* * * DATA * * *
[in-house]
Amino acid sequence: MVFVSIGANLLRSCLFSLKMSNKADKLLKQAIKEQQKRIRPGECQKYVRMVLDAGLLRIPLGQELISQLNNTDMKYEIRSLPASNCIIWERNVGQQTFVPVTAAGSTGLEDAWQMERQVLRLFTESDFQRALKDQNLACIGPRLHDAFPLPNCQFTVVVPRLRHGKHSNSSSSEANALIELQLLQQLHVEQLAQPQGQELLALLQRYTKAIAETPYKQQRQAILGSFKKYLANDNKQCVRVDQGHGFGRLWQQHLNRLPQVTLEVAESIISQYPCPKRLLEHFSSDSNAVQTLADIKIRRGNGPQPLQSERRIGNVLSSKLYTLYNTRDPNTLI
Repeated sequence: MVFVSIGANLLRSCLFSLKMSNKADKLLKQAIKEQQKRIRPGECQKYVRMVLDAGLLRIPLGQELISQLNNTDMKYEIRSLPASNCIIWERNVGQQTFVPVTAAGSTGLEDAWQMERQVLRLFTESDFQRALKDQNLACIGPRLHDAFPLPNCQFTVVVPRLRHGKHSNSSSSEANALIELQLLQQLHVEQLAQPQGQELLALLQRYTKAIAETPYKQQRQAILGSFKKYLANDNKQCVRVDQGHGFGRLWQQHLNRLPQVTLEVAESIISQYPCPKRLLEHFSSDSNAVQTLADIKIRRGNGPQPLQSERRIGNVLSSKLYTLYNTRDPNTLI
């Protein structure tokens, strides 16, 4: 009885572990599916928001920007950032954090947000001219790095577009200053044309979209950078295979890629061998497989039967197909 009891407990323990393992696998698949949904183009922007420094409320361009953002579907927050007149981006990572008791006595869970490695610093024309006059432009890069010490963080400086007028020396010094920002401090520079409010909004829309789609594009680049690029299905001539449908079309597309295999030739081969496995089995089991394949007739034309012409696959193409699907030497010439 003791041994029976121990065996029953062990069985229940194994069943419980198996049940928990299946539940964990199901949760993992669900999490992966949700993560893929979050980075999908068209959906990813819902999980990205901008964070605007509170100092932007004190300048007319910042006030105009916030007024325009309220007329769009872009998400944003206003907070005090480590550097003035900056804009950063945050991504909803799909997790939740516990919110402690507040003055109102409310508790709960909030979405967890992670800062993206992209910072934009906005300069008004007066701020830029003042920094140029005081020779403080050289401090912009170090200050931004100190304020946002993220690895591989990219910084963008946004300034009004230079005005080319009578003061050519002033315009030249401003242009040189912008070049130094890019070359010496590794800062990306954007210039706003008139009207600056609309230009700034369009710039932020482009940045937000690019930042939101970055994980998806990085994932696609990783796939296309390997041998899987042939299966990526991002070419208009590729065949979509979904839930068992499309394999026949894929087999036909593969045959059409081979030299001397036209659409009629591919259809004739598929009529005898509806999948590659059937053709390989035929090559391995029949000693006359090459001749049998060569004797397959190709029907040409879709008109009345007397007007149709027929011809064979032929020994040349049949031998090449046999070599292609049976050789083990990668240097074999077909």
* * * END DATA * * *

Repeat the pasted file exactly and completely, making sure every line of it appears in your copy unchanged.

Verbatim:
[in-house]
Amino acid sequence: MVFVSIGANLLRSCLFSLKMSNKADKLLKQAIKEQQKRIRPGECQKYVRMVLDAGLLRIPLGQELISQLNNTDMKYEIRSLPASNCIIWERNVGQQTFVPVTAAGSTGLEDAWQMERQVLRLFTESDFQRALKDQNLACIGPRLHDAFPLPNCQFTVVVPRLRHGKHSNSSSSEANALIELQLLQQLHVEQLAQPQGQELLALLQRYTKAIAETPYKQQRQAILGSFKKYLANDNKQCVRVDQGHGFGRLWQQHLNRLPQVTLEVAESIISQYPCPKRLLEHFSSDSNAVQTLADIKIRRGNGPQPLQSERRIGNVLSSKLYTLYNTRDPNTLI
Repeated sequence: MVFVSIGANLLRSCLFSLKMSNKADKLLKQAIKEQQKRIRPGECQKYVRMVLDAGLLRIPLGQELISQLNNTDMKYEIRSLPASNCIIWERNVGQQTFVPVTAAGSTGLEDAWQMERQVLRLFTESDFQRALKDQNLACIGPRLHDAFPLPNCQFTVVVPRLRHGKHSNSSSSEANALIELQLLQQLHVEQLAQPQGQELLALLQRYTKAIAETPYKQQRQAILGSFKKYLANDNKQCVRVDQGHGFGRLWQQHLNRLPQVTLEVAESIISQYPCPKRLLEHFSSDSNAVQTLADIKIRRGNGPQPLQSERRIGNVLSSKLYTLYNTRDPNTLI
């Protein structure tokens, strides 16, 4: 009885572990599916928001920007950032954090947000001219790095577009200053044309979209950078295979890629061998497989039967197909 009891407990323990393992696998698949949904183009922007420094409320361009953002579907927050007149981006990572008791006595869970490695610093024309006059432009890069010490963080400086007028020396010094920002401090520079409010909004829309789609594009680049690029299905001539449908079309597309295999030739081969496995089995089991394949007739034309012409696959193409699907030497010439 003791041994029976121990065996029953062990069985229940194994069943419980198996049940928990299946539940964990199901949760993992669900999490992966949700993560893929979050980075999908068209959906990813819902999980990205901008964070605007509170100092932007004190300048007319910042006030105009916030007024325009309220007329769009872009998400944003206003907070005090480590550097003035900056804009950063945050991504909803799909997790939740516990919110402690507040003055109102409310508790709960909030979405967890992670800062993206992209910072934009906005300069008004007066701020830029003042920094140029005081020779403080050289401090912009170090200050931004100190304020946002993220690895591989990219910084963008946004300034009004230079005005080319009578003061050519002033315009030249401003242009040189912008070049130094890019070359010496590794800062990306954007210039706003008139009207600056609309230009700034369009710039932020482009940045937000690019930042939101970055994980998806990085994932696609990783796939296309390997041998899987042939299966990526991002070419208009590729065949979509979904839930068992499309394999026949894929087999036909593969045959059409081979030299001397036209659409009629591919259809004739598929009529005898509806999948590659059937053709390989035929090559391995029949000693006359090459001749049998060569004797397959190709029907040409879709008109009345007397007007149709027929011809064979032929020994040349049949031998090449046999070599292609049976050789083990990668240097074999077909």